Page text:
New Delhi: “When a woman is ravished, what is inflicted is not merely physical injury but the deep sense of some deathless shame.”
“…that is not the way our women react when they are ravished”.
“In case of ravishment when grown up virgin girl, unmarried or married woman, offer resistance, marks of violence, such as bruises, scratches of fingernails, etc. may be found on the external genitals, perineum, abdomen, chest, back, limbs, neck and face. Love bite marks are also seen on the cheeks, neck, inner thigh etc. due to sucking pressure and teeth imprints.”
The above are excerpts from a few judgments in cases of rape and sexual harassment, passed by Indian courts in the past few years.
Judges across the country often use the word “ravished” or “ravishment” as a synonym for rape in their judgments. The dictionary meaning of the word includes not just “to seize and take away by violence” and rape, but also “to (be) overcome with emotion (such as joy or delight)”.
Despite its “romantic connotations”, however, legal experts say evidence from language and history shows that this “archaic” word continues to be used as a synonym for rape.
This usage also began at a time when women were “viewed as property”, and so it continues to “bring in problematic notions of a woman’s sexuality as property”.
This has, therefore, led to several experts asserting in recent months that “the urge to use archaic and patriarchal synonyms (in judgments) must be resisted”, and that “it is high time we stop using these archaic, regressive and ambiguous words” in legal parlance.
The demand to stop the use of such language in courts has caught on especially after a judge used the word “ravishing” while discussing the subject of marital rape last month.
‘A romantic abstraction’
The word “ravished” owes its origin to the Latin ‘rapere’ and ‘raptus’. Both the words mean seized or to seize. The Merriam-Webster dictionary explains that the word originated from the Latin rapere, which meant “to seize and carry off, take away by force, carry off a woman with the intent of sexually assaulting her”.
Bryan A. Garner, editor in chief of Black’s Law Dictionary, explains in the book how the word should not be used as a technical or legal equivalent of rape, because “it has romantic connotations”.
In his book, ‘Garner’s Modern English Usage’, he explains that ravish means not only “to rape” but also “to fill with ecstasy or delight”, and that “the term describing the act (of rape) should evoke outrage; it should not be a romantic abstraction, as ravish is”.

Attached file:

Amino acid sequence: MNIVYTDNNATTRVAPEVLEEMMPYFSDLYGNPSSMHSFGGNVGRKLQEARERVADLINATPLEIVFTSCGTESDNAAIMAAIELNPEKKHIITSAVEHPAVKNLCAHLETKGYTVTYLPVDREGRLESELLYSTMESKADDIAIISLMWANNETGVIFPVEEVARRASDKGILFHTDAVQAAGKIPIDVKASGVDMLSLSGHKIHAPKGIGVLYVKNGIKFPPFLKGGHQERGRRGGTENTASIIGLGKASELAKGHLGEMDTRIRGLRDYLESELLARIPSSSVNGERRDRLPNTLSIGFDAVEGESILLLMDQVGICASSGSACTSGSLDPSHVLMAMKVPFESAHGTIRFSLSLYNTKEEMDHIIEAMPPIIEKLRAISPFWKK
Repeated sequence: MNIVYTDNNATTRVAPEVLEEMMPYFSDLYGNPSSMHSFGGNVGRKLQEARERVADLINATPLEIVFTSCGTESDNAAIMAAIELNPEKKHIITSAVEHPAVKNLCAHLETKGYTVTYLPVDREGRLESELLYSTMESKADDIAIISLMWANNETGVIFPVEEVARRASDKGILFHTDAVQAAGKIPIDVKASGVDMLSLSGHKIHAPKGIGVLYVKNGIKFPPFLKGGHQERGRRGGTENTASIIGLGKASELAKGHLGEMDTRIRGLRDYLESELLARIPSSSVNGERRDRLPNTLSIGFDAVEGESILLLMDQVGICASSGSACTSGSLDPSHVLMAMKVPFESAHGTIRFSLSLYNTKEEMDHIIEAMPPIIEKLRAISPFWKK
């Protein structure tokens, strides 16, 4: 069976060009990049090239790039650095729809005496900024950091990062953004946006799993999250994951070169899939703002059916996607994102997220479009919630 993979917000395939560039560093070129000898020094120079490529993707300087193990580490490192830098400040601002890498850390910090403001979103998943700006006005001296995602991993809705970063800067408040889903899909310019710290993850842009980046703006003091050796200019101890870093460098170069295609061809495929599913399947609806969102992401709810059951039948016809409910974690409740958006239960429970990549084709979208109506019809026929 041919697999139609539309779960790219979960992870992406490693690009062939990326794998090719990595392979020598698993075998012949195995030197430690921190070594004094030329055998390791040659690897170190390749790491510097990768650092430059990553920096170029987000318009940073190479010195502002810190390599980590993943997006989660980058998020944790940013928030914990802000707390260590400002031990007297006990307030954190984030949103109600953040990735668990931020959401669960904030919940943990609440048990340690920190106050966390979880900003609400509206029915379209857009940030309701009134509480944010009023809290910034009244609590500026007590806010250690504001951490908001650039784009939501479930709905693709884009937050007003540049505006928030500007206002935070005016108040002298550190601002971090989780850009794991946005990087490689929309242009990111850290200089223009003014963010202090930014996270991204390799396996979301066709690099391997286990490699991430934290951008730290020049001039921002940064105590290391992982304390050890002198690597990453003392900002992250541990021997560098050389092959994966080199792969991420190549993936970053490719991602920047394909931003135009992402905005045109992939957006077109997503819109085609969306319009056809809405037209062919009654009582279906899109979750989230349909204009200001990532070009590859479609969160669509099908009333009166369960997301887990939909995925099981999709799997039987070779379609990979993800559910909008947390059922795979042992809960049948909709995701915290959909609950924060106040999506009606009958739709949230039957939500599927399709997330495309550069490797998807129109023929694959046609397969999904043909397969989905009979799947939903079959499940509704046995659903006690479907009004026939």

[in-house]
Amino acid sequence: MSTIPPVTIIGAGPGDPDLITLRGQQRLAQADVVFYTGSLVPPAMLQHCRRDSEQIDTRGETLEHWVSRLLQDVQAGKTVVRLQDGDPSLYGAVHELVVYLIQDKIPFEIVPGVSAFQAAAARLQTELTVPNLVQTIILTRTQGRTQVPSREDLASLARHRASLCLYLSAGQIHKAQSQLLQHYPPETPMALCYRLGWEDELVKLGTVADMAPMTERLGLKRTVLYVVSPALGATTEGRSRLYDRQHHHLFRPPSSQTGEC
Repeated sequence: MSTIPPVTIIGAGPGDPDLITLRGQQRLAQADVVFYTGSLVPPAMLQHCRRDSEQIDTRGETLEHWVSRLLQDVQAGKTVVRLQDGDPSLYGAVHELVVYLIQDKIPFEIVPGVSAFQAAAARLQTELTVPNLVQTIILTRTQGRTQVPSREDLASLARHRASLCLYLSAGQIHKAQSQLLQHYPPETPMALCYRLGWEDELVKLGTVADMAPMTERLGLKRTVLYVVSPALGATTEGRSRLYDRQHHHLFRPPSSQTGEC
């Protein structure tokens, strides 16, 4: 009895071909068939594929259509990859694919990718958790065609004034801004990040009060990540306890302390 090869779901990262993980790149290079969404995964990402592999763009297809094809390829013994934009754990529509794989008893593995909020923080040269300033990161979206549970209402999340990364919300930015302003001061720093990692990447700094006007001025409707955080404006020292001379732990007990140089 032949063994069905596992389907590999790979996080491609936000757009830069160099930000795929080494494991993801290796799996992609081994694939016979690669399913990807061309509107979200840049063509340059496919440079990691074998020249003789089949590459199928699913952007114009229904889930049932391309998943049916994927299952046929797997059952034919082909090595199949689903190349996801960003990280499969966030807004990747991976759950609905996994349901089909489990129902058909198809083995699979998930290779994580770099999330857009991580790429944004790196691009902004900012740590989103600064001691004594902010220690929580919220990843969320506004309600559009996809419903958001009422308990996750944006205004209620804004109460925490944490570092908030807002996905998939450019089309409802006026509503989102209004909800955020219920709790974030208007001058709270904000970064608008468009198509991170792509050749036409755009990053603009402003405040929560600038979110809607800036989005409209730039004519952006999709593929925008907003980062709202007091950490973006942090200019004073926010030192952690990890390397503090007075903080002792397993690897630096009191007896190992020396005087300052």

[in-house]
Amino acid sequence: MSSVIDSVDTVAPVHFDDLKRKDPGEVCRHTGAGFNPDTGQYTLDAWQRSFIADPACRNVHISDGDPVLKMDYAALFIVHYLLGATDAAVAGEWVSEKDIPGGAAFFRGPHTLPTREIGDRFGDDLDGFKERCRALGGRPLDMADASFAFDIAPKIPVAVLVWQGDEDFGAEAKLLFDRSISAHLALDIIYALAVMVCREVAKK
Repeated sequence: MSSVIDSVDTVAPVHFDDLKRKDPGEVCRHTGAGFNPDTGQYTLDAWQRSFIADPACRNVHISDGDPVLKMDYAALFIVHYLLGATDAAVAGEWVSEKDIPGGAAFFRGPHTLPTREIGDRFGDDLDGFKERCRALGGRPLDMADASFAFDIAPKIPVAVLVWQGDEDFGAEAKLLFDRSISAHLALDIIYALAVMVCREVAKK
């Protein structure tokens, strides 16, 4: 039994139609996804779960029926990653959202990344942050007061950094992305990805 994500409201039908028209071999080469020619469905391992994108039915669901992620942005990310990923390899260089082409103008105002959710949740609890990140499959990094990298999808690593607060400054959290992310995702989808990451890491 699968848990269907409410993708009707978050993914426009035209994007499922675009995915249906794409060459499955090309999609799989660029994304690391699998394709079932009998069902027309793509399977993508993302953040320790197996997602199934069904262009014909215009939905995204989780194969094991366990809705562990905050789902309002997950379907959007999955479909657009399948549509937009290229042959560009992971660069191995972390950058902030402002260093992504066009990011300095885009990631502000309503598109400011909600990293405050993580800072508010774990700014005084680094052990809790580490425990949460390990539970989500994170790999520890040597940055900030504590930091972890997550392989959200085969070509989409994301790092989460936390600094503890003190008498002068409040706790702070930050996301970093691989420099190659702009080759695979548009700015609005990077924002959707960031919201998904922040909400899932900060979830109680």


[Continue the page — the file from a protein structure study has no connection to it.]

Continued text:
As for the usage of the word in court, senior advocate Rebecca John told ThePrint, “Historically the use of the word ravished, instead of rape, obfuscated the crime of sexual assault and violence, giving it a colour of something that was manly and acceptable and was even used as a literary trope.”
Former judge and a lawyer at the Delhi high court Bharat Chugh echoes John’s concerns. “This is not only a very archaic term, which brings in problematic notions of a woman’s sexuality as property, but its usage also leads to needless ambiguity and confusion,” he told ThePrint.
“When the legislature and courts — in their collective wisdom — have characterised the offence as ‘sexual assault’, it should be the same word that is used in judgments for clarity and precision, if not for anything else. This also ensures that we are not insensitive and do not trivialise what is a most heinous offence,” he added.
‘A form of theft’
The multiple meanings and usage of the word “raptus” also led to “conflation of rape and abduction” in legal cases in medieval England.
Back then, England saw laws being passed prohibiting “ravishment” which, according to researchers, did not clearly distinguish between sexual assault or rape and abduction of women.
Therefore, while these laws acknowledged rape as a crime of violence against women, experts point out that it was also considered a “form of theft” in which the women’s consent was largely irrelevant. The primary victims in such cases were also the husbands or fathers, and not the women themselves. Rape was said to have “entered the law through the back door…as a property crime of man against man. Woman, of course, was viewed as property”, writes Susan Brownmiller in the book Against Our Will: Men, Women and Rape.